Petitioners assail the decision of the Court of Appeals which reversed the decision of the Regional Trial Court, Branch 9, of Malolos and ordered petitioners to grant the right of way claimed by private respondent.
The instant petition for review on Certiorari
presents two issues for resolution, namely: (1) whether or not an easement of right of way can be granted to a person who has two other existing passageways adjacent to his property which he is using in going to and from his property; and, (2) whether or not an easement of right of way can be established through the alleged continuous use thereof in light of the doctrine laid down by this Court in the case of Ronquillo V. Roco 1 which held that an easement of right of way is discontinuous in nature since the dominant estate cannot be continually crossing the servient estate but can do so only at intervals.
Daniel Panganiban is the owner of a parcel of residential land consisting of 117 square meters denominated as Lot no. 1027 located at Sta. Ines, Bulacan. Immediately to the front of said land is Lot 1026 of Loreto Vda. de Baltazar and her son Nestor Baltazar. Immediately behind is the Sta. Ana River. On either side are Lots 1025 and 1028 owned by Ricardo Calimon and Jose Legaspi, respectively. Braulio Street, a provincial road, runs along the frontage of Lots. 1025, 1026 and 1028.
Sometime in 1989, Daniel Panganiban filed a complaint against the Baltazars who are owners of Lot 1026 for the establishment of a permanent and perpetual easement of right of way for him to have access to the provincial road. In said complaint, he prayed for the issuance of a writ of preliminary injunction.
In their answer, petitioners opposed the prayer for the issuance of a writ of preliminary injunction arguing that there exists two other rights of way adjacent to private respondent's property. They likewise argue that private respondent had abandoned that alleged right of way.
The court a quo, after conducting an ocular inspection and hearing for the issuance of the writ prayed for, dismissed the complaint based on the following findings:nadchanroblesvirtualawlibrary
"Immediately in front of the plaintiff's aforedescribed property is Residential Lot 1026 with an area of 119 square meters belonging to herein defendants. On this lot is constructed the residential house of the defendants, immediately in front of which is the provincial road. Running along one side of this property is a 1.20-meter wide, 10.40 meter long passageway which the plaintiff claims to have previously made use of as an ingress to and egress from his property in going to of coming from the provincial road, until some three (3) years before he instituted the instant action when the defendants somehow prevented him from using the same:nadchanroblesvirtualawlibrary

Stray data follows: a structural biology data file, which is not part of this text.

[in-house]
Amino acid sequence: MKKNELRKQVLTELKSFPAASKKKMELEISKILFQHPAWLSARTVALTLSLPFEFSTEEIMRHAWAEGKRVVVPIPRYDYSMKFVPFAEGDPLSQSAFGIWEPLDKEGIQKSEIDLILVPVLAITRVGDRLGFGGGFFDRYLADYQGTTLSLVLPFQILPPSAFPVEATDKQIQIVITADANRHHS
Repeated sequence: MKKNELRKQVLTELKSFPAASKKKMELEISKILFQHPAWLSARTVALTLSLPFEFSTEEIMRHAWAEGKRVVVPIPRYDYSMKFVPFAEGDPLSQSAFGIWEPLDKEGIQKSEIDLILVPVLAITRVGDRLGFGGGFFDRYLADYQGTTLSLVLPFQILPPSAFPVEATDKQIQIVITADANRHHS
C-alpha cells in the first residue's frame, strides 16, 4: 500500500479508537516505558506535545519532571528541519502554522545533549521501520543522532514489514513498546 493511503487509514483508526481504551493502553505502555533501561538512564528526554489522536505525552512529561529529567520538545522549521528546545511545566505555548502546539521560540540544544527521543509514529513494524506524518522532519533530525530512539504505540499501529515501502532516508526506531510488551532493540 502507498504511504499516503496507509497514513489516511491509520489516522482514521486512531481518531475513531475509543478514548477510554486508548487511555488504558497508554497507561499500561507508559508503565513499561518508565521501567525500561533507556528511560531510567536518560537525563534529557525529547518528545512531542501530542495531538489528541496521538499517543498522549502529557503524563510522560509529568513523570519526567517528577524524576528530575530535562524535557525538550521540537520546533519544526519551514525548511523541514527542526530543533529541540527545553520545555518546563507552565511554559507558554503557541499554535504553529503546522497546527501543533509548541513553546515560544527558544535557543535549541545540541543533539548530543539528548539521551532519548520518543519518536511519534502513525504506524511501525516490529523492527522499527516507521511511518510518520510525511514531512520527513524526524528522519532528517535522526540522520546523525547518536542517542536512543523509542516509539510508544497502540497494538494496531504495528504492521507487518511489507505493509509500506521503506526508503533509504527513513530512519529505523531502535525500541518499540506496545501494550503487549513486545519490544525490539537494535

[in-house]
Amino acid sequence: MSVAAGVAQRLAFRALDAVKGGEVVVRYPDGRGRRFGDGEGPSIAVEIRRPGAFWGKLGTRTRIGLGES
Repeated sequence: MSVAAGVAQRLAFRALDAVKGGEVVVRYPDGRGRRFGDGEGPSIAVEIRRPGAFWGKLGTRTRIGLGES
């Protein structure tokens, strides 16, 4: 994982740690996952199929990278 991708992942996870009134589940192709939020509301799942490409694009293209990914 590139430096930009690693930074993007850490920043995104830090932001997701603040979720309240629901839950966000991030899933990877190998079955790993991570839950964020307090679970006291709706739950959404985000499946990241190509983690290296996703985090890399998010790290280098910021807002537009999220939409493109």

It is significant to note that, aside from the passageway which the plaintiff seeks to be established as a permanent easement, the property of the plaintiff is accessible to and from the provincial road via two (2) other passageways, viz:nadchanroblesvirtualawlibrary
1) a passageway running immediately alongside the concrete fence of the properties of the plaintiff and the defendants, over the properties of Loreto Bernardo and Jose Legaspi. This passageway ends in a gate which serves as a point of entry into or exit from the property of the plaintiff; and
2) a passageway similarly running alongside the opposite concrete fence of the properties of the plaintiff and the defendants, over the properties of Encarnacion Calimon and Ricardo Calimon. This passageway, which ends in a gate leading into the plaintiff's property, is the right of way presently availed of by the plaintiff."
Daniel Panganiban appealed to the Court of Appeals claiming that the court a quo erred in dismissing the complaint for reasons of pragmatic considerations and in flagrant and clear violation of Article 649 and 650 of the new Civil Code of the Philippines.
The Court of Appeals, in its assailed decision, 2 reversed the order of dismissal of the court a quo and granted respondent's right of way. The dispositive portion of said decision states:nadchanroblesvirtualawlibrary
"In review of the foregoing, the order appealed from is hereby REVERSED and SET ASIDE. Defendants-appellees are hereby ordered to grant the right of way of plaintiff-appellant, designated as Lot 1026-B, after payment of the proper indemnity, to be determined after hearing in the Court below.
WHEREFORE, the case is hereby ordered remanded to the court of origin for further proceedings.
The Court of Appeals found the following based on the evidence on record:nadchanroblesvirtualawlibrary
"1) Plaintiff-appellant's Lot 1027 (Exh. D) is bounded on the south by Lot 1026-A, owned by defendants-appellants; on the north by Sta. Ana River; on the east, by Lot 1025 (Legaspi's property); on the west, by Lot 1028 (Calimon's property) [Exh. 3-T.D. No. 10998];
2) The only accessible road from Lot 1027 is Braulio Street. This road runs across the frontage of Lot 1025, Lot 1026-A and Lot 1028;
3) The shortest, direct and convenient way to gain access as an egress and ingress to said Braulio Street from the appellant's dominant Lot 1027 is to pass through the appellees' servient estate Lot 1026-A (Exh. 4-G, A, B, B-1, and C);
4) That Lot 1026-B (Exh. 4-1) which is strip of land and a portion of appellees' Lot 1026-A, with steel gates (Exhs. I-1 and F-2), has been existing, recognized, acknowledged, tolerated and used by the appellant as a right of way for thirty (30) years during the lifetime of appellees' grandfather, Fidel, and his father, Onisimo Baltazar;
5) That it was closed and obstructed by the appellees when it closed the gate and placed plants across the gate of Lot 1026-B, when appellees constructed their present residence;